I felt like I couldn't go to sleep till I got this down for some reason.
A couple things have been going through my head. Precipitated by the fact that the second anniversary of my mother's passing came and went and I didn't even notice. I'm not sure why. At first I thought I should be bothered by that. But then I realized it's because I think I've run the course of my grieving. At this point in the process I've been thinking about a couple things.
One is that I've let go of a lot of things, including the grief. I don't need to look back with sadness at what happened. That sadness has lost meaning for me. What I remember, and think of in terms of my mom, is what she's like now. I talk with her, pray with/for her, think about what she's doing, feel her sometimes when I'm with Amia and thoughts of my mom will just pop into my head. The whole process of looking ahead, or more important even, being in the moment, has really helped me orient my emotions and focus.
Second is something I heard Deepak Chopra say. He said that just like nature follows the course of least resistance, so should we. Water flows and flows and if it overcomes an obstacle it finds another way around or through (in most cases). I've found that to be really helpful. Something I've learned from Suzanne is that the more you focus on something, the more you struggle against it, the more power you give it. This relates to the other thing I've been thinking about. I just saw a spoken word video with Henry Rollins. At the end he says he wants everyone to "live strong". That's puzzled me ever since I heard it. I have no idea what he means.
This relates to my grieving process in several ways. One is that I never fought my emotions. I let them pass through me like water. In the end I'm not emotion--I'm spirit. When I felt intense sadness I just cried, wherever I happened to be. I didn't want to waste time healing by fighting what I felt, so I immersed myself in it so that I could get past it. And watching a scene in Six Feet Under I remembered another time when I was in South Carolina. In the show a character is out on a mountain after burying his wife. He stands up in the sunrise and just starts screaming as the camera moves up into the sky. Suzanne helped me remember that when I was in South Carolina a year ago I was all alone on this river, pretty far from anybody, and I just screamed and screamed. It felt so good to let go of all that tension, anger, and disappointment.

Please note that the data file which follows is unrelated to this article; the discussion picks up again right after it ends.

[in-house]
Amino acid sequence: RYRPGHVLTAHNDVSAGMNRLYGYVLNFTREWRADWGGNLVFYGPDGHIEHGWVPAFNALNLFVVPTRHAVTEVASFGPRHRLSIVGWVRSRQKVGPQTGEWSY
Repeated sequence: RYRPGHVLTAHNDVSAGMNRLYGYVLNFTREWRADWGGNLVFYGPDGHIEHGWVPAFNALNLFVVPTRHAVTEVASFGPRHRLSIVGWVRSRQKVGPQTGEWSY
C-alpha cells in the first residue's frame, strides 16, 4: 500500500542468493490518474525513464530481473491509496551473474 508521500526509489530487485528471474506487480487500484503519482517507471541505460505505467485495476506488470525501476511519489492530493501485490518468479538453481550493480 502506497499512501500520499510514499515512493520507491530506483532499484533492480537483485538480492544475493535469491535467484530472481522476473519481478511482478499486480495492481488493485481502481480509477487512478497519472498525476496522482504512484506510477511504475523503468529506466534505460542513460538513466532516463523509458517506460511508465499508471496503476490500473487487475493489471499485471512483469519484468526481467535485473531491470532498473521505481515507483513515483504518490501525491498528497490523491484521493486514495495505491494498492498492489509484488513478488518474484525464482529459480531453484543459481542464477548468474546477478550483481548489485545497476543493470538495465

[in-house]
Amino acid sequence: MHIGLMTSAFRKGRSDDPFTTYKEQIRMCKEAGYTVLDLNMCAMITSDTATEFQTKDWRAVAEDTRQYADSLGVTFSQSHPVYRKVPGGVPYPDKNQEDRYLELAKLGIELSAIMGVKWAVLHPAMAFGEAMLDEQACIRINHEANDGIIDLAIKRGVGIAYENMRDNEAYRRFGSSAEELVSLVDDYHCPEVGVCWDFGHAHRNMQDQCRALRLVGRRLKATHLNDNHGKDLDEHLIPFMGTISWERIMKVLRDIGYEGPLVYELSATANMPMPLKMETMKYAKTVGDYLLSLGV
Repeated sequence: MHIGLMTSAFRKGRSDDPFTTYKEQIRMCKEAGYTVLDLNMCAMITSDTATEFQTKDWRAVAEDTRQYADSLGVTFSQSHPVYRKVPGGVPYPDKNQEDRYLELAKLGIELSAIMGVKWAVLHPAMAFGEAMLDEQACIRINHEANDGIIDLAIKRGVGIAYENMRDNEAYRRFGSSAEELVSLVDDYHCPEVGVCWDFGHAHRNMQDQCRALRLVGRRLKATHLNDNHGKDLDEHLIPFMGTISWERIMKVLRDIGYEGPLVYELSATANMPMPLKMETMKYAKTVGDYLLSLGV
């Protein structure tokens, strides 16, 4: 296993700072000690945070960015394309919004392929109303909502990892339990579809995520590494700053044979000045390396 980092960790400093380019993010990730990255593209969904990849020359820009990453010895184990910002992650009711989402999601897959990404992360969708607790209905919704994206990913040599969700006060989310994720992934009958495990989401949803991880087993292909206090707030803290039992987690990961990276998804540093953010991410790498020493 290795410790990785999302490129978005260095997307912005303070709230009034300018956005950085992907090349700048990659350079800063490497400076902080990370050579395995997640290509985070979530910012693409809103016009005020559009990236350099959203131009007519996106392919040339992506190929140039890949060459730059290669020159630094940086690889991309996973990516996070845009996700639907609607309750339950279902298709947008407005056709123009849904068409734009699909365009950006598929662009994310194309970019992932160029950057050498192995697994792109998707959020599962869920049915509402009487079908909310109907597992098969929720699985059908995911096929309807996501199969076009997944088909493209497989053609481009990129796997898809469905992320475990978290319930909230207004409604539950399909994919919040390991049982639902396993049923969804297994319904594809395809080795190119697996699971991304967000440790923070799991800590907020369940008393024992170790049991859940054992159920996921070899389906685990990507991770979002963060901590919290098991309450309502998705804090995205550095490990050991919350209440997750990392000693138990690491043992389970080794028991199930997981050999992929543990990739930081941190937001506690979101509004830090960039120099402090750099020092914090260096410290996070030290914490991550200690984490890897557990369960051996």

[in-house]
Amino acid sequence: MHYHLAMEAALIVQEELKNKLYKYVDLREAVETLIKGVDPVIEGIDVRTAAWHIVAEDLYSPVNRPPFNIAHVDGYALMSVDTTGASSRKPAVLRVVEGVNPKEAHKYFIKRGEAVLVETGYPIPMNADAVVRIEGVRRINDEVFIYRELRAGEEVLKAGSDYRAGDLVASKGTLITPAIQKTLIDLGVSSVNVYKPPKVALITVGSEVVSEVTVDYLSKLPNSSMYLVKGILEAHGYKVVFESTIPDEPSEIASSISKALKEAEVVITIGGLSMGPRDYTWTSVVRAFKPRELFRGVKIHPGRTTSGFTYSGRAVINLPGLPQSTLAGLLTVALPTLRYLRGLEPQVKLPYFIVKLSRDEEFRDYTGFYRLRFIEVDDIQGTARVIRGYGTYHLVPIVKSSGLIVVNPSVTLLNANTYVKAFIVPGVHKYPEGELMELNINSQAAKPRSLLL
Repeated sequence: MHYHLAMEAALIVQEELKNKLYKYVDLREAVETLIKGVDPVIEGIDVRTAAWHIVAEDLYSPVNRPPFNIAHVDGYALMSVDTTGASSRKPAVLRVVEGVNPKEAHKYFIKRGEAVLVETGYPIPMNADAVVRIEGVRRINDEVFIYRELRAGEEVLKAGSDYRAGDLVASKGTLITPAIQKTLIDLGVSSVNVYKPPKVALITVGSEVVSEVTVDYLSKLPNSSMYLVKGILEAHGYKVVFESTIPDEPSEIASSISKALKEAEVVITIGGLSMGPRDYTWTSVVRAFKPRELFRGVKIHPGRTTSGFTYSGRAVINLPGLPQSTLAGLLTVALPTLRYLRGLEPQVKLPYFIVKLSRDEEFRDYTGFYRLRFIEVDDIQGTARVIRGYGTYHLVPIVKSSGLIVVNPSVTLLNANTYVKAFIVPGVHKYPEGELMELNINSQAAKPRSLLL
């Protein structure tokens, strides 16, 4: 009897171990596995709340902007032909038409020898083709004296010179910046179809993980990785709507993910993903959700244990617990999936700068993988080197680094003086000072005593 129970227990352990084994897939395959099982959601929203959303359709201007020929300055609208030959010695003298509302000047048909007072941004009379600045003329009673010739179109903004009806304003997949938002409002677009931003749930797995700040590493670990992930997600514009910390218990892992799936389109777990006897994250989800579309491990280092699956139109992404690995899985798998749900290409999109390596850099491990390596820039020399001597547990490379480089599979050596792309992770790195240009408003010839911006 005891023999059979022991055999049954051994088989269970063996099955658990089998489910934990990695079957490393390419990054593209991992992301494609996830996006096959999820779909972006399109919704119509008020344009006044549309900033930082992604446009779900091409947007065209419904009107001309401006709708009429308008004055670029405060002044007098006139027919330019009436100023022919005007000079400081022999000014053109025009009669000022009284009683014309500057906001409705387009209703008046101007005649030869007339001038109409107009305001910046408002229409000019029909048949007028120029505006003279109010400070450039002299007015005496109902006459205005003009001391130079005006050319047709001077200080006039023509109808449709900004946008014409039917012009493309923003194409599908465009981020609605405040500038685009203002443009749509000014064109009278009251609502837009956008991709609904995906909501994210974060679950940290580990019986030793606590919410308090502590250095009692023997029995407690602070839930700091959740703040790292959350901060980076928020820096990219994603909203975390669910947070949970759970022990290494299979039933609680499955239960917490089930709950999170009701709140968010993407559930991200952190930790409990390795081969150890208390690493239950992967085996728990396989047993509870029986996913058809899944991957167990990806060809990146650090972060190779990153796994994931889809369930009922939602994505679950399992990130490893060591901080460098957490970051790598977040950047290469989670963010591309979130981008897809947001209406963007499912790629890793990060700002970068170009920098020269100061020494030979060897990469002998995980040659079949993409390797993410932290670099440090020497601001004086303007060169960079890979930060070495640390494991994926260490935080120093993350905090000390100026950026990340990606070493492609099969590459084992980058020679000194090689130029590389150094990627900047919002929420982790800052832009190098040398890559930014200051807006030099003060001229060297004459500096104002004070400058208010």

So weighing these two views, that of following the path of least resistance and the idea of "living strong", I guess that, for me, the former harmonizes with how I want to be in the world. I feel like by trying to live in tune with God's purpose for me I'm automatically following the path of least resistance, and nothing can really stand in my way, whether it's sadness, ego, or an SUV.
OK, another thought. I'm starting to glimpse how this all relates to parenting too. Being with Amia is really inspiring to me. She just loves everyone, and the world is a source of endless fascination. Raising her we haven't put a lot of limits on what she can do, instead praising and encouraging what she can do. I think that's resulted in several positive things. One is that she seems to trust us. In 99% of cases if we take something away she doesn't really fuss because she seems to trust us, because we rarely take anything away. Even things that might seem dangerous, that she might choke on or whatever. We always are nearby ready to intervene, and it doesn't mean we let her play with knives. But one of the results is that she's very adept with things. She rarely falls off things because she's gotten so confident climbing up and down, and she's choked just once, on something that you wouldn't think to be a choking hazard. I hope what we're showing her is that she can trust her own instincts and intuition, and that the world is safe place, that she just has to navigate it with our help for now.
It's hopeful/helpful to think that you might be doing something right as a parent!